Entertainment Weekly

By Lisa Schwarzbaum
More naturalistic -- and as a result, more believable.
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The Hollywood Reporter

The greatest romantic movie to jumble its time structure, Stanley Donen's "Two for the Road," is a touchstone that DiPietro must have had in mind. While this low-budget indie doesn't have the gloss or the depth of that romantic classic, the highest compliment I can pay Peter and Vandy is that it belongs in the same company.
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The A.V. Club

The movie’s saving grace is Weixler, who manages to seem effortlessly natural without resorting to whiny faux naturalism.
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New York Post

By Lou Lumenick
You know a low-budget indie has problems when it's less emotionally honest than a studio-backed project like "(500) Days."
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The New York Times

By Jeannette Catsoulis
More a designer frame for actors than nourishing entertainment. Like the Chinese food the leads are always arguing over, the story leaves you hungry for more.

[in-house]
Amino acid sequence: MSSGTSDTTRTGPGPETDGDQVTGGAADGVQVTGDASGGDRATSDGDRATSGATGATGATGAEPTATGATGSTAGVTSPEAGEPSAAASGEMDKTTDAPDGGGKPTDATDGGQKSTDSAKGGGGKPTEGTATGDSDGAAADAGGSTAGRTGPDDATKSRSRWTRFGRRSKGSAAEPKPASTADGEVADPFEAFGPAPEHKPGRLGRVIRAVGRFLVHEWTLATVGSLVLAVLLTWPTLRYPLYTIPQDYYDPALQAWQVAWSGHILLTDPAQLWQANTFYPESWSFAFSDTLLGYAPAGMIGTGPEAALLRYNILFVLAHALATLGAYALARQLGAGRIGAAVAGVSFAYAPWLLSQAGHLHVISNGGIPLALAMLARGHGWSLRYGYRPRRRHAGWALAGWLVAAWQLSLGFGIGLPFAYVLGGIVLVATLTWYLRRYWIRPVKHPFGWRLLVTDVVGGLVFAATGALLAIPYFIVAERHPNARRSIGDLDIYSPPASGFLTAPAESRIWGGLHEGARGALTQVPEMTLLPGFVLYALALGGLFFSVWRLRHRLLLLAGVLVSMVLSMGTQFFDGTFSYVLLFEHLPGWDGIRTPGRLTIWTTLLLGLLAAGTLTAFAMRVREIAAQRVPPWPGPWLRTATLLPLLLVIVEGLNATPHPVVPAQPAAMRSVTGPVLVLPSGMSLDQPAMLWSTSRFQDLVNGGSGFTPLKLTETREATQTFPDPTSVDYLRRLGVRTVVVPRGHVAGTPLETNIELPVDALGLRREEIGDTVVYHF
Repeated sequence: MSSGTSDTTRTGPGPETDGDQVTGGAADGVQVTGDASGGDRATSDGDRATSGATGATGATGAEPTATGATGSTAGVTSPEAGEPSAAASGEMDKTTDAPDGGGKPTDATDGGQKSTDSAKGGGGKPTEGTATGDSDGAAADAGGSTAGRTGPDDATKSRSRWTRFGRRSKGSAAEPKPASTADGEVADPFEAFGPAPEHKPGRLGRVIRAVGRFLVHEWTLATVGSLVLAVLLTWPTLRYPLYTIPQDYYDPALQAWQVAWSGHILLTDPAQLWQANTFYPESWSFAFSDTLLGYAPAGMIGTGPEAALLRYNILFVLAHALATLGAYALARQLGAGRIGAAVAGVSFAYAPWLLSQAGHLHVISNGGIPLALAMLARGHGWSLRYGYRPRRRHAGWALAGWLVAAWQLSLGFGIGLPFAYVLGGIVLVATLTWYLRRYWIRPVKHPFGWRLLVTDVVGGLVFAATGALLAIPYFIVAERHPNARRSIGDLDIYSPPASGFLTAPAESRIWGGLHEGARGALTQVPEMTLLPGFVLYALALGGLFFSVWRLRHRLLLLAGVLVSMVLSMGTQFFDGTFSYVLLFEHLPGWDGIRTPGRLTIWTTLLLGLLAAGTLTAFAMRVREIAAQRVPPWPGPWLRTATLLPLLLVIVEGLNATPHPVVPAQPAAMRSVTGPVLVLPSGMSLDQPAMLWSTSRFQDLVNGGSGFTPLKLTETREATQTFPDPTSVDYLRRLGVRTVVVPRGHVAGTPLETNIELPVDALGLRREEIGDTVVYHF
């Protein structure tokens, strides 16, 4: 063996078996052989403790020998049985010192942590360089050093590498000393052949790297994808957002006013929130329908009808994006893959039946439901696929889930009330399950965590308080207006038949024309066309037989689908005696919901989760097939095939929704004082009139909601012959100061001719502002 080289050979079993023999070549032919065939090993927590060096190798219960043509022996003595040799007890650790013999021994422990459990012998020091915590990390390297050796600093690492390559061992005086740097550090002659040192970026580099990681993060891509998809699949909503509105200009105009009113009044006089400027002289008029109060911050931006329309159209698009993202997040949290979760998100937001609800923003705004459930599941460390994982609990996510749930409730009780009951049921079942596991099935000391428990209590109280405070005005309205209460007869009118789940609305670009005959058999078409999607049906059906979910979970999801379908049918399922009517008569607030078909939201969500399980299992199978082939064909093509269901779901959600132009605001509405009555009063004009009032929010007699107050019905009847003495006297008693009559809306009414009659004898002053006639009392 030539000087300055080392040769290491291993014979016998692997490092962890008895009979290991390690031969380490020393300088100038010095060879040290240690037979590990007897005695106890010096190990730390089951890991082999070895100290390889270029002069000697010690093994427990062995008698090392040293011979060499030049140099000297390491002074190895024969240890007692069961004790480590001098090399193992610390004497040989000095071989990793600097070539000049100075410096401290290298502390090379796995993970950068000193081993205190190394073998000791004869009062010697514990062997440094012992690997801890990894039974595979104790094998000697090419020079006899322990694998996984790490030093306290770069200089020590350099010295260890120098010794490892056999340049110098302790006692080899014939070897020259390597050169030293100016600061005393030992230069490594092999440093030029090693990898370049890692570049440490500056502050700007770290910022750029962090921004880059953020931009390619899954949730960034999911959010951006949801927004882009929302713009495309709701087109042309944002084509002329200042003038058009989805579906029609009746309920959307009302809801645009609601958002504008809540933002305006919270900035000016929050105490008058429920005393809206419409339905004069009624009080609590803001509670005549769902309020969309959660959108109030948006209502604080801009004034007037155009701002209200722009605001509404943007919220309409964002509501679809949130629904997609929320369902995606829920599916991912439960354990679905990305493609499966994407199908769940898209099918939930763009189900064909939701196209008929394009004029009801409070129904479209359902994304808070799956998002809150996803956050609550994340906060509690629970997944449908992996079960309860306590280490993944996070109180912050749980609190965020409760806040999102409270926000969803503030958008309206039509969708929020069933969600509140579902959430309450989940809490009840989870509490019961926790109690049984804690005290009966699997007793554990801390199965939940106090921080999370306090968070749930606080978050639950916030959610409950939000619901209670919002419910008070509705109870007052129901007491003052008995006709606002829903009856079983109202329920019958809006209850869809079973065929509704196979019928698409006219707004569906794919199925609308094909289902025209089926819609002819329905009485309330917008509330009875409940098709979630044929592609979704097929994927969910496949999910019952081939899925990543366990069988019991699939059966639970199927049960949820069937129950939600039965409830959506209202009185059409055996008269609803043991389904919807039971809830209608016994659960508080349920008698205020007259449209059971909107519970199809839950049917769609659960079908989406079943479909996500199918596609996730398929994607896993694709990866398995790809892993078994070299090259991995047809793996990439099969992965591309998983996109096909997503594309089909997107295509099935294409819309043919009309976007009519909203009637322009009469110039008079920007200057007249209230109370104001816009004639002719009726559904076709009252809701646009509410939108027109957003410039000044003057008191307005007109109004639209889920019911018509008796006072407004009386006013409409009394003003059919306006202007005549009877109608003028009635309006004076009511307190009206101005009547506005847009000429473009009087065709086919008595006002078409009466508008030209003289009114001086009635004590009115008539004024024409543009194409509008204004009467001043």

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Los Angeles Times

Peter and Vandy has the decided disadvantage of arriving a couple of months after the similarly structured "(500) Days of Summer," a movie sporting a sunnier sheen, more appealing cast and an actual reason to care about the outcome.
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Village Voice

Ritter and Weixler do share an easy-at-being-uneasy chemistry, mostly because his performance is downright distinguished compared to her blandness, but DiPietro's screenplay is emotionally myopic.
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By Todd McCarthy
An aggravating romance that runs only 78 minutes but ends not a moment too soon.
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Time Out New York

By Karina Longworth
Peter and Vandy is crippled by DiPietro’s interest in repetition. Activities that were cute and fun at the beginning, we see, ultimately become tedious. The novelty of the film’s gimmick follows suit.
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44 out of 100
Mixed or average reviews
Metascore® based on all critic reviews. Scores range from 0 to 100, with higher scores indicating more favorable reviews.